Anyway, why are the browsers evolving so slowly? Look where is the 3D gaming industry! Look what progress they did. And now look what progress we (browser vendors) did on the WWW! I don't think that there is less money on the web then in the gaming industry...

    So why is it?
    (Is the main reason the insufficient cooperation ? Don't they see that competition in this area instead of cooperation hurts everybody? Look where IE ended up with thier individual and aggresive stance.)
    • MSIE is much more than just a browser. It's a basic component of the Windows OS. So, they have to be careful not to change the API. They also try to remain compatible with existing (broken!) sites.

      Firefox is no component. It's just the browser. Compatibility is no issue. They also care less about 'correct' rendering of broken sites.

      • I know. But isn't now the proper time to do what Mozilla did? They split the Mozilla Suit into parts because the similar problem... I think that every Web developer is suffering from Windows this way (not only Win developers, but really EVERY deveoper!).

        I don't really care if the IE is a component or not. I don't see any reason why should I break my web site compatibility with standards to be compatible with browser that tries to be compatible with Windows because it is A WIN COMPONENT.

        As a web developer I
  • by Salsaman (141471) on Wednesday February 01, 2006 @10:19AM (#14615212) Homepage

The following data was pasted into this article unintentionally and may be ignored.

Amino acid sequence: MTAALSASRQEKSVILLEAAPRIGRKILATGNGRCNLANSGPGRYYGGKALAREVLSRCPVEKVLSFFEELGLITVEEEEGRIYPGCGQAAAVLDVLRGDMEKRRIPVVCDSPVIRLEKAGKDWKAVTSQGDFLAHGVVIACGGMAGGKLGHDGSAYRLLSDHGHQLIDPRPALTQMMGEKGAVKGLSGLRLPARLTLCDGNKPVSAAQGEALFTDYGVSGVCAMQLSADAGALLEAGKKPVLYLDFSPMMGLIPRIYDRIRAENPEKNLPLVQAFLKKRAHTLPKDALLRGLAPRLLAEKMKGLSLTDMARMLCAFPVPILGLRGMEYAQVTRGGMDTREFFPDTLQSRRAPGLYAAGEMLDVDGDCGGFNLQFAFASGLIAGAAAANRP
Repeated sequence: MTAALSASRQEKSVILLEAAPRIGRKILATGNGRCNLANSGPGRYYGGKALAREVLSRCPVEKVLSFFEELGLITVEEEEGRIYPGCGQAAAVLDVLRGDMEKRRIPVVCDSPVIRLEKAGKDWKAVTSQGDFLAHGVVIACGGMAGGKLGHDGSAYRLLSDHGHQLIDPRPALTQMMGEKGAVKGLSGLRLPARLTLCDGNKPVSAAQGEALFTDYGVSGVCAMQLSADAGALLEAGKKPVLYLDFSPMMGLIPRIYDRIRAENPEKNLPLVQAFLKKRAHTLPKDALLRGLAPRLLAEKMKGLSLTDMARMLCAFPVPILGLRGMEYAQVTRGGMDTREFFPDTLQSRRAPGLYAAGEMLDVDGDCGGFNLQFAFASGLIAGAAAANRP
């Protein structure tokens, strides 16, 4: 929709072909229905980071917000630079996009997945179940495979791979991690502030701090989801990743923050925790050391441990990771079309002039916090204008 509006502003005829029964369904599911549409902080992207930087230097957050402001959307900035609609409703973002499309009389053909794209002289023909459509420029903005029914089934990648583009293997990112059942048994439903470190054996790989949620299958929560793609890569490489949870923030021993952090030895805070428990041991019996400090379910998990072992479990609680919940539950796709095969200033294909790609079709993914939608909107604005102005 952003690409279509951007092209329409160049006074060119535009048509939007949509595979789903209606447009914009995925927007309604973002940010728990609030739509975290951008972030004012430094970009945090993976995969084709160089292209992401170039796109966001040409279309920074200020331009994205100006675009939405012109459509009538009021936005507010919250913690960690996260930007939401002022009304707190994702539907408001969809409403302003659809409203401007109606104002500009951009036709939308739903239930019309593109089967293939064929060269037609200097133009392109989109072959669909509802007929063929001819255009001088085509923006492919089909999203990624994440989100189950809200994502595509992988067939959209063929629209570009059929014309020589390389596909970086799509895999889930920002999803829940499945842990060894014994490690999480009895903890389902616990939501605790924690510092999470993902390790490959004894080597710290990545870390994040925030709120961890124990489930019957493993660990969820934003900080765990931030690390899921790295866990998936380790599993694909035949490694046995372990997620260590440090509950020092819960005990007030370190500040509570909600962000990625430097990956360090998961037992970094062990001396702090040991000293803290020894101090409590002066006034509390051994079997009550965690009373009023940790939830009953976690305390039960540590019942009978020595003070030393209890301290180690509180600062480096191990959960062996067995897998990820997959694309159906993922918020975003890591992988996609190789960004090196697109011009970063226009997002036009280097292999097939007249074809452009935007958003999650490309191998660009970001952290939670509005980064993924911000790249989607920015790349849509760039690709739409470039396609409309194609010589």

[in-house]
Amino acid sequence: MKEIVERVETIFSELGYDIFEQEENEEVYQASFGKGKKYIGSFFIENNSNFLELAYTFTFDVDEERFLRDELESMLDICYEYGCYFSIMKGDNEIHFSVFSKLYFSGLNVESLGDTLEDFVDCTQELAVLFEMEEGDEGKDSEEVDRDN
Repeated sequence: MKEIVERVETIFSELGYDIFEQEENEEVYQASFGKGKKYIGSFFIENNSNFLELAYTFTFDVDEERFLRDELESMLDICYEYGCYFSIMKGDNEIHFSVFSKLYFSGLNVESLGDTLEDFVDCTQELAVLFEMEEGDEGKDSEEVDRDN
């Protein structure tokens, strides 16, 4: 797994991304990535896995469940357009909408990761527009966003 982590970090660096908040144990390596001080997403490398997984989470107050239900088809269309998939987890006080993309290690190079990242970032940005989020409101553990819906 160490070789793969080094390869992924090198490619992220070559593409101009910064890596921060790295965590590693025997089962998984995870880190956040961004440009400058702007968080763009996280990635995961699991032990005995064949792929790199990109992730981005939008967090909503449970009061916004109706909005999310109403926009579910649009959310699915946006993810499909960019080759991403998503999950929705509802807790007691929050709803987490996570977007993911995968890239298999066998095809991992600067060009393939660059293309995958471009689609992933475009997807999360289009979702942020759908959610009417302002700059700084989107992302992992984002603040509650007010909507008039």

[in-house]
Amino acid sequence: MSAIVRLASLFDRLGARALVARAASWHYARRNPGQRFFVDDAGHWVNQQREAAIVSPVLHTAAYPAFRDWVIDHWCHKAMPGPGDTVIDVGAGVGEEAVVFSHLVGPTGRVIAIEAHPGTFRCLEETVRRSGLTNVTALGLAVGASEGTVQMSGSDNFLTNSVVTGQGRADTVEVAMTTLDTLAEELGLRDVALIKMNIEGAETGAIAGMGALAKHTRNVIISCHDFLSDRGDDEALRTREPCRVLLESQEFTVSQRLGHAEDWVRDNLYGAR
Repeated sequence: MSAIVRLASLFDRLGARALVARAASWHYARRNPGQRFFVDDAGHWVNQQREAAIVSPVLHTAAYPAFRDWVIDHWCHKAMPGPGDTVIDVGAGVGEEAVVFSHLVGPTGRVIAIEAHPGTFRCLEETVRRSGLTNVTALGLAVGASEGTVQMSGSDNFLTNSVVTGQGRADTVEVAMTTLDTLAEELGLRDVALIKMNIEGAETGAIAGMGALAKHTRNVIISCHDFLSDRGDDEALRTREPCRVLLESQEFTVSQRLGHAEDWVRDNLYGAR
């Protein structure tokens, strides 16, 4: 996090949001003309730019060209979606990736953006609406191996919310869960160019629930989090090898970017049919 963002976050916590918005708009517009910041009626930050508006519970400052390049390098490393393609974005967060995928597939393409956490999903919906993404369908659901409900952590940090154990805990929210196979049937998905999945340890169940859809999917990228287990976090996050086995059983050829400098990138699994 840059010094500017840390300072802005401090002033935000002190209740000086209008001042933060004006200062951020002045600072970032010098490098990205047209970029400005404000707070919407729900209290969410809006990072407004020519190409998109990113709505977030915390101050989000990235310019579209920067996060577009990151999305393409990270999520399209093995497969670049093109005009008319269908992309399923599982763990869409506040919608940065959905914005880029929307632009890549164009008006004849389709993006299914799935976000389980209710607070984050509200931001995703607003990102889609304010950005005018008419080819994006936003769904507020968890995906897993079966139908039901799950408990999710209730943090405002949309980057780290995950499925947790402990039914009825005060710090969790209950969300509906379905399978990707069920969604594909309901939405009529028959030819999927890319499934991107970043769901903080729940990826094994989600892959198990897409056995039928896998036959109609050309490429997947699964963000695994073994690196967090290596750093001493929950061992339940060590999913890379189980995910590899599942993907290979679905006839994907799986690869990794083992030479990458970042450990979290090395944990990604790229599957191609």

• The thumbnail of each page is something that AOL explorer does. It's kinda cool. Maybe someone will make a firefox extension that does the same thing.
  • Adblock (Score:2, Interesting)

    by edmicman (830206)
    Where's the adblock extension for IE? Thats a good chunk of the reason I use FF over IE, just so I can turn off all the crap that I can't in IE....I might be tempted to try out IE7 at work, though....heh, I feel "guilty" using FF for looking up things and whatnot :-P
  • by james_bray (188143) * on Wednesday February 01, 2006 @10:38AM (#14615345) Homepage
    Just to save some people the bother of downloading....
  • by beforewisdom (729725) on Wednesday February 01, 2006 @10:40AM (#14615357)
    As I was reading this article I kept thinking how MS copied these features that already existed in firefox and being annoyed how MS would get the glory for them all.

    I realized at that point, I had become one of the many Opera fans who have made similar posts about firefox and how Opera had x,y, & z first.
  • by Kasracer (865931) on Wednesday February 01, 2006 @10:41AM (#14615363) Homepage
    Check out Slashdot itself. On Opera, Firefox, IE 5 and 6, it seems to render nicely. Check out Slashdot with IE7. A good chunk of the bottom overlaps all sorts of stuff. I can't read the last few lines of someone's reply if they're the last comment. Also, my website www.binaryidiot.com renders perfectly with IE 5, 6, Opera, Firefox, Safari, Konquerer. In IE7, it places the add that should be on the right, between the navigation and the content. There is a HUGE space there. For some reason I am also seeing a lot of horizontal scroll bars for many pages. Looks like I'm going to need to make even MORE server side code to make sure IE7 works correctly. This is very frustrating. I wish the rumour that Microsoft purchased Opera was real. At least then we'd have a decent browser to work with. Another thing bothering me about IE7 is all the inconsistancy. Some back and forth icons, as well as the Favorites Center icon all have jaggies on them (these are seem even more with theming off) yet the icons on the right of the address bar look flawless. Also, I'd say almost 100% of windows applications have a menu at the top. Does IE7? NO! You have the option for the class menu but then it places it between the address bar and the tabs. If you unlock the bars, you can't move it up or down. There is no setting to put it where it belongs and if you have theming on, it has some odd lines on it that don't do anything. I fear for the web